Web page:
In 2020, racial violence and police brutality towards Black persons have profoundly marked this tragic year beset by the Coronavirus pandemic. We’re concluding Black Catholic History Month today. Various Catholic organizations noted the celebration in some way. For example, the US Bishops promoted Black saints on their website. Given the current state of affairs in our society, however, I think it’s quite clear that the efforts of the US Church (in terms of honoring Black people) cannot end on December 1.

Recently-heightened societal awareness of racism that has long been brushed aside and downplayed has had the additional effect of unveiling an ugly implicit bias against Black persons. We can now see clearly that the inequitable belief in white racial superiority is still rampant in our society.

As a Church, we have been tone-deaf to the reality of white supremacy and the potentially mortal effects that this worldview continuously imposes on Black people and communities. The tragic and untimely deaths of Black persons—including but not limited to Trayvon Martin, Ahmaud Arbery, Breonna Taylor and George Floyd—serve as poignant examples of the continuing failure of Catholic Church authorities to call out expressions of racial superiority and systemic racism as sinful, contrary to the Gospel, and unacceptable for Christians.

The systemic travesty of racism demands a forceful response from the Church in the United States. We must clearly and categorically condemn white supremacy, white nationalism, and white privilege. Church leaders must also acknowledge their own complicity in failing to acknowledge and address racism in our society.

But there is more we can do as a Church to understand and address the harm caused by implicit bias and inequitable beliefs about rational superiority and shepherd ourselves and the world to a more just society. We must undertake an examination of conscience. We must understand why racism is a mortal sin, and we must explicitly condemn the signs and symbols of white supremacy.

Am I an unconscious racist?

The Catechism of the Catholic Church explicitly defines racism as a sin (CCC 1938). This sin is more pervasive than is immediately evident to many of us. Racism is holding inequitable beliefs regarding those of another race, in conjunction with a belief in one’s own racial superiority.

Discriminatory views on race and the belief in one’s own racial superiority can often elude detection if they permeate one’s culture or family. We must make an honest examination of conscience, and we must reflect on our implicit biases, including those that have been inculcated in us by our environment and experiences.

Implicit bias is that tendency for stereotype-confirming thoughts to spontaneously pass through our minds. It might not even be a conscious prejudice. One can have implicit bias even when one doesn’t believe oneself to be racist.

Preeminent to this is the Christian responsibility for taking ownership of our conscience formation, which calls on us to become aware of inherent, built-in, and learned tendencies that could lead to sin.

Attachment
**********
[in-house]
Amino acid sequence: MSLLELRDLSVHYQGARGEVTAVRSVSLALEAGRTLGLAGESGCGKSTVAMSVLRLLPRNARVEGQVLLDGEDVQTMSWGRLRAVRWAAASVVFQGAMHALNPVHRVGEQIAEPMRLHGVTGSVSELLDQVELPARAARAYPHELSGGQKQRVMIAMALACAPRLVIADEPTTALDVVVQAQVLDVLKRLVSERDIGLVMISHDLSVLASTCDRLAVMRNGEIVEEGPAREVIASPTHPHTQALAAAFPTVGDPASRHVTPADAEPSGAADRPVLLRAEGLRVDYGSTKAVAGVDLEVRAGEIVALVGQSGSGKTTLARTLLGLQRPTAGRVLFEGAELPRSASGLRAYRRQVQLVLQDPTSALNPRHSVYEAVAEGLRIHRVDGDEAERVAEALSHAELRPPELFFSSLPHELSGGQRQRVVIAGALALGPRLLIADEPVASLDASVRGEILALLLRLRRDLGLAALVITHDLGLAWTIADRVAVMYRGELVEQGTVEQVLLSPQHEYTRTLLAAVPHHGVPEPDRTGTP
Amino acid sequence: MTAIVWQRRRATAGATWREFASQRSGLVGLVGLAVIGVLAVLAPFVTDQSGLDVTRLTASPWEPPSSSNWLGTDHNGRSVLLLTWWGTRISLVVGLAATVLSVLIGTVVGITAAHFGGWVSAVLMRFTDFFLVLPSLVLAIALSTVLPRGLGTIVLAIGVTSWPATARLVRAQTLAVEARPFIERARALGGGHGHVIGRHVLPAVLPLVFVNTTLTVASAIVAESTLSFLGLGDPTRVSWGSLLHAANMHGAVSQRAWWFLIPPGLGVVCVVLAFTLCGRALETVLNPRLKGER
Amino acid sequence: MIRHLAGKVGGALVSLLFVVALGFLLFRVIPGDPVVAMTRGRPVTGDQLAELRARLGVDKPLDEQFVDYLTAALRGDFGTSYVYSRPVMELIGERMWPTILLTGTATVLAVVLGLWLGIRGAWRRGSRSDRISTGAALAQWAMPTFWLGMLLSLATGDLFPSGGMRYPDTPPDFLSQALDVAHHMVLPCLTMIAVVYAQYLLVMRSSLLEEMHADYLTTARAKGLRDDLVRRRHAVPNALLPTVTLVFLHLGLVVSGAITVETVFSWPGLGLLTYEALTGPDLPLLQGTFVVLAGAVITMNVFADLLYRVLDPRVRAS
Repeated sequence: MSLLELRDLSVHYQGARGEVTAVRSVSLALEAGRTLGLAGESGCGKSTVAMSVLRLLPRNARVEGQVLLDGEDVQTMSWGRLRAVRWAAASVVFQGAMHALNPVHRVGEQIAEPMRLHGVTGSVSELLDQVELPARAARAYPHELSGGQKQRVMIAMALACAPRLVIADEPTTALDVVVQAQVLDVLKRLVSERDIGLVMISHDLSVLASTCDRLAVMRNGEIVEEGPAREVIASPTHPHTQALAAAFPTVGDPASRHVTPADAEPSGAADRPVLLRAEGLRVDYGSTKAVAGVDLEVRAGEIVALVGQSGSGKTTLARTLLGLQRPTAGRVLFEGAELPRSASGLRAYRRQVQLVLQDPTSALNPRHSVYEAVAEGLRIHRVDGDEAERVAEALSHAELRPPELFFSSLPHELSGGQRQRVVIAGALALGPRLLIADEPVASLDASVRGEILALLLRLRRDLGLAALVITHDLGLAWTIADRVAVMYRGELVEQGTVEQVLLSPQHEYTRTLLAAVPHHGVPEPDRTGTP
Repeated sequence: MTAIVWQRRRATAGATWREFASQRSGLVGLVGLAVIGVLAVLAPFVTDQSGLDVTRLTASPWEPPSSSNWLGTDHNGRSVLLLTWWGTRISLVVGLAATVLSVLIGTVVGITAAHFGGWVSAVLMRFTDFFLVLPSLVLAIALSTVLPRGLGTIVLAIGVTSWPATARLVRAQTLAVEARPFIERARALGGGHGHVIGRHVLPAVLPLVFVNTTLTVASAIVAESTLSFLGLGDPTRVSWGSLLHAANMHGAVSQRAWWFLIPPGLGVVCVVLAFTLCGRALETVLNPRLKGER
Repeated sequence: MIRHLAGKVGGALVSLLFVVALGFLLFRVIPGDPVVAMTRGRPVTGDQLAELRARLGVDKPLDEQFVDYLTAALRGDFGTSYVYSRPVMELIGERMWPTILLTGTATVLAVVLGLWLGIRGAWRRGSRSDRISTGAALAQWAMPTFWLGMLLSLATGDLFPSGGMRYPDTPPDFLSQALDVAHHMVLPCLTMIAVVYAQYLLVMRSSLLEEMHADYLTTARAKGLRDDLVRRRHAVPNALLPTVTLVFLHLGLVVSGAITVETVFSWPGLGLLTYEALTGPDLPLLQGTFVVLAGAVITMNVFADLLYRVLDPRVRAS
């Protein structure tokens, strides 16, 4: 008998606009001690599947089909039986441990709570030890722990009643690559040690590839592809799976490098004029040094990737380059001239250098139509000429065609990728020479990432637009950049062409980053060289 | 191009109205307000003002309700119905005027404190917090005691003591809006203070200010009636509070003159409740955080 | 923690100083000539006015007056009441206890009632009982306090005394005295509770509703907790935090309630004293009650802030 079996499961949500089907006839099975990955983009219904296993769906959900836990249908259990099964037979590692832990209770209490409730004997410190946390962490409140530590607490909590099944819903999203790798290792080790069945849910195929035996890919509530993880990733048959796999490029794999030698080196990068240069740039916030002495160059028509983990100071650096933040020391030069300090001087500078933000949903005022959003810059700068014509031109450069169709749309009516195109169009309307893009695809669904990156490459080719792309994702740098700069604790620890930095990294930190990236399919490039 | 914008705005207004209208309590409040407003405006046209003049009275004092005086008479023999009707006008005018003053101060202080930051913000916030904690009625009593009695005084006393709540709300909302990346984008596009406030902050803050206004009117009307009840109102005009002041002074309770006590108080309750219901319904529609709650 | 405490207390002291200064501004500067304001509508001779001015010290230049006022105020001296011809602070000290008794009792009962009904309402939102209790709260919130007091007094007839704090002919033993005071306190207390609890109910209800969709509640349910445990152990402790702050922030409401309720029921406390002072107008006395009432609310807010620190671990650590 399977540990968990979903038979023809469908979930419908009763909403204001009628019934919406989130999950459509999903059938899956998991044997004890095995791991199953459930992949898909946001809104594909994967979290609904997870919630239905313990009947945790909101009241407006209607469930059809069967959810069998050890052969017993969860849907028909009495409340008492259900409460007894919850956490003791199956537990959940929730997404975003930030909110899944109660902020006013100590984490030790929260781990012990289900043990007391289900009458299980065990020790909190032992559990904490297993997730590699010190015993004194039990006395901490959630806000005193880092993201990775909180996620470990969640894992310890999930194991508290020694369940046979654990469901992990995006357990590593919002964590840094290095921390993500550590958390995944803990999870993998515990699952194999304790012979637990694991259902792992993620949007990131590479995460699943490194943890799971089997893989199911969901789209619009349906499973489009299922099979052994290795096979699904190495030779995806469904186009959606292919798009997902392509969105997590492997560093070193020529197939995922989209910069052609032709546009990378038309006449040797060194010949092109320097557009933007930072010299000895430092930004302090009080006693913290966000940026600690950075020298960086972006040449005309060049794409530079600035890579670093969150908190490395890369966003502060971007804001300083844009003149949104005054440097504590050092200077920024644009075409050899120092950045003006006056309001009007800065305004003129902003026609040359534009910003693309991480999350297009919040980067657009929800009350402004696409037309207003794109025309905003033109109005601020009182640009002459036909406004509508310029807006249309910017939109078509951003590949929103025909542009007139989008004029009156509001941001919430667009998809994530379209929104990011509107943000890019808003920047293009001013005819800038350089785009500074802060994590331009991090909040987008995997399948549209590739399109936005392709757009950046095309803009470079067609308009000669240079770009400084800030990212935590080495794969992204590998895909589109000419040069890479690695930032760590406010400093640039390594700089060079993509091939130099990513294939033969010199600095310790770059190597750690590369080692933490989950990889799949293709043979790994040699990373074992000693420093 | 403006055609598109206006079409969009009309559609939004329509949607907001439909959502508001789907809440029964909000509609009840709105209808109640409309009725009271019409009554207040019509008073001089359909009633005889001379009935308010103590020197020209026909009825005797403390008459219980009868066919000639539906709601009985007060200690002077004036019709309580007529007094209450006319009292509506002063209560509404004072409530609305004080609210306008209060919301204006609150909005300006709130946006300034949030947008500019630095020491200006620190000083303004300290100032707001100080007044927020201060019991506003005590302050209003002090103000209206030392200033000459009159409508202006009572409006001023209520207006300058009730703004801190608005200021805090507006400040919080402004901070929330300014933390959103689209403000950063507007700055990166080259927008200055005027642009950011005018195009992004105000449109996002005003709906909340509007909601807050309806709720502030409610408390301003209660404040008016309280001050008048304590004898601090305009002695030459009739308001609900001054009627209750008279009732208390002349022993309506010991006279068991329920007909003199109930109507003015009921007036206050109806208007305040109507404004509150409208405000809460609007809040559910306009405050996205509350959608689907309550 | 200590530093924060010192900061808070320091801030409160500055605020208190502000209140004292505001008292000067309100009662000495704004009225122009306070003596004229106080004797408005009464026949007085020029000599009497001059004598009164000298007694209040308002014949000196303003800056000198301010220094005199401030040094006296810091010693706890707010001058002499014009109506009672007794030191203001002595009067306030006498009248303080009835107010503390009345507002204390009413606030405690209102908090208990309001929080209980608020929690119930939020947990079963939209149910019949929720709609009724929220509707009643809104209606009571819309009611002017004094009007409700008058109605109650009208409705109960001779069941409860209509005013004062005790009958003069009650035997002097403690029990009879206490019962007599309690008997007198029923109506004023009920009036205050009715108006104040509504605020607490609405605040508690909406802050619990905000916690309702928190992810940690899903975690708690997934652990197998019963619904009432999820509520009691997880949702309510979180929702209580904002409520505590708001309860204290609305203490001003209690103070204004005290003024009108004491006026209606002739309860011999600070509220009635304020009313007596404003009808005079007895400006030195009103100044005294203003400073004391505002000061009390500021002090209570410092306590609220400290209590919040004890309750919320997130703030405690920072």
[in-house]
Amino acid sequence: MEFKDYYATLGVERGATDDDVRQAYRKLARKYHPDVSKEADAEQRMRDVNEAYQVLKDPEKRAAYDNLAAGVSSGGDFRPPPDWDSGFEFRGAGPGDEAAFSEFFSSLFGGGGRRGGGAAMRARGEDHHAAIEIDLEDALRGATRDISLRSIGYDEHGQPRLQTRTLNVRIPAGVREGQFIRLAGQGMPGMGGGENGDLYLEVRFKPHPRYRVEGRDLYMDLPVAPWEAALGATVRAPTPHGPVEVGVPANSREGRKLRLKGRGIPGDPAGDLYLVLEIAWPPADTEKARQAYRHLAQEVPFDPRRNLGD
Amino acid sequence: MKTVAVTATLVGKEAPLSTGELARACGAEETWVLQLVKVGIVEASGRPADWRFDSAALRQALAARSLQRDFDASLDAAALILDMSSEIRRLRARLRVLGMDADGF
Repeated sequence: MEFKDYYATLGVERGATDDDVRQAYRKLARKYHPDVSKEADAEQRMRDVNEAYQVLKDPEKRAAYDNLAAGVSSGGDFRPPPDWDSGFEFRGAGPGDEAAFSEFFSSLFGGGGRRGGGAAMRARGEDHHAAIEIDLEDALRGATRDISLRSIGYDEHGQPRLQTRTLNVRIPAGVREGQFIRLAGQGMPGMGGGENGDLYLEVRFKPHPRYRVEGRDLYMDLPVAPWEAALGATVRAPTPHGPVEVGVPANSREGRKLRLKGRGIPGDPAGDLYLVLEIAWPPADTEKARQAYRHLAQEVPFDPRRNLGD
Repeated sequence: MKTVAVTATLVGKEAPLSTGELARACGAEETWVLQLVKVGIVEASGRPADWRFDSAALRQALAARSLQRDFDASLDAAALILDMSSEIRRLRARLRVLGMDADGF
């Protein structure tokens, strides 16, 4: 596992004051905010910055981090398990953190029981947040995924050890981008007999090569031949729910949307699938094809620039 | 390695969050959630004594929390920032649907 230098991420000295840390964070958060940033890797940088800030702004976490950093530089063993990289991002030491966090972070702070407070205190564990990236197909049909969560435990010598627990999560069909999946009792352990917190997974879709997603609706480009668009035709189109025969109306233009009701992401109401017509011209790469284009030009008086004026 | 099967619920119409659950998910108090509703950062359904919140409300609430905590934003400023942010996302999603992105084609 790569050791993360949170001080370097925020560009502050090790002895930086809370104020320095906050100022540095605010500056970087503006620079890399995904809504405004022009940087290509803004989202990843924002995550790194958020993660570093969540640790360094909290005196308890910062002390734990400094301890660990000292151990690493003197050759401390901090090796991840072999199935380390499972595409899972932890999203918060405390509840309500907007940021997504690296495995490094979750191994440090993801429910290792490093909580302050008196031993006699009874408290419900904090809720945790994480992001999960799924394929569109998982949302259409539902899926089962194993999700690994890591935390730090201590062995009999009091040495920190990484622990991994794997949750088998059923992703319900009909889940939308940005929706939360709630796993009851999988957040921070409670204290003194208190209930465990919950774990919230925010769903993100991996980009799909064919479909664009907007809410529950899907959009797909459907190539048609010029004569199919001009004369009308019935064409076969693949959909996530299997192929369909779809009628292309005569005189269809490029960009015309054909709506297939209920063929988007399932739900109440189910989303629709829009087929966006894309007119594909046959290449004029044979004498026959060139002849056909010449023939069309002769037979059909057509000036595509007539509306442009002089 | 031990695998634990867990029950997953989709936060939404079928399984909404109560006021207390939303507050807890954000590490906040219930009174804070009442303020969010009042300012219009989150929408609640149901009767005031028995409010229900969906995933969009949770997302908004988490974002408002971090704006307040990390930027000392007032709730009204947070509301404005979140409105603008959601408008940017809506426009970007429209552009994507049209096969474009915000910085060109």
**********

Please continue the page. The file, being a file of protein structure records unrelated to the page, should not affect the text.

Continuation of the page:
Bishop Joseph Perry of the Archdiocese of Chicago encourages this examination of conscience around racism:

“The place to start (with regard to racism), I believe, is in our own hearts and in our own little corners of the world. And the first concrete step we need to take is to courageously examine our consciences.

“Think about our thoughts and words, our actions or inactions. Do we detect expressions or subtle references to the inferiority of certain peoples?

“Have we picked up conscious or unconscious bias regarding peoples of color or other marginalized peoples from our homes and formative environments? How might this have influenced my worldview or determined my assumptions about certain types of people?

“Continuing this examination, we want to determine whether we avoid the experiences, the neighborhoods, or the viewpoints of people of color. Do I see people of color as a threat, or do I consider them beneath me or somehow making my life difficult? At the extremes: Do I get anxious or cross the street when I see a person of color walking toward me?”

Bishop Perry’s suggestions are an excellent starting place for ending racism beginning with ourselves. I recommend you read them in full.

When does the sin of racism become a mortal sin?

The Catechism teaches, “For a sin to be mortal, three conditions must together be met: ‘Mortal sin is sin whose object is grave matter and which is also committed with full knowledge and deliberate consent‘” (CCC 1857).

Some might argue that without full knowledge of the sinful nature of racism, people who subscribe to racism aren’t culpable for mortal sin, as opposed to a venial sin. I would argue that my point above stands: we are responsible to take an active role in our conscience formation.

Racism absolutely can be a mortal sin, given its trajectory towards the dehumanization and death of persons. It is also the catalyst for the diminishment of the quality of life for entire communities. Additionally, we cannot ignore sins of omission and complicity by silence. These can often have effects just as grave as racism in its more overt forms.

We don’t often hear about racism as a mortal sin. For many this might come as a surprise. No one wants to consider themselves a racist whose soul is in peril. However, in its extreme form, the effects of racism more than satisfy the Church’s precepts for a sin to become mortal.

Racism is indeed grave, as it can result in the oppression and death of human beings. Racists, in believing themselves the superior race, knowingly look down upon their perceived inferiors (or consciously ignore the plight of their fellow humans). This belief stands in opposition to God, who made all of us in his image. Those who consent to continue to hold that worldview truly endanger their souls.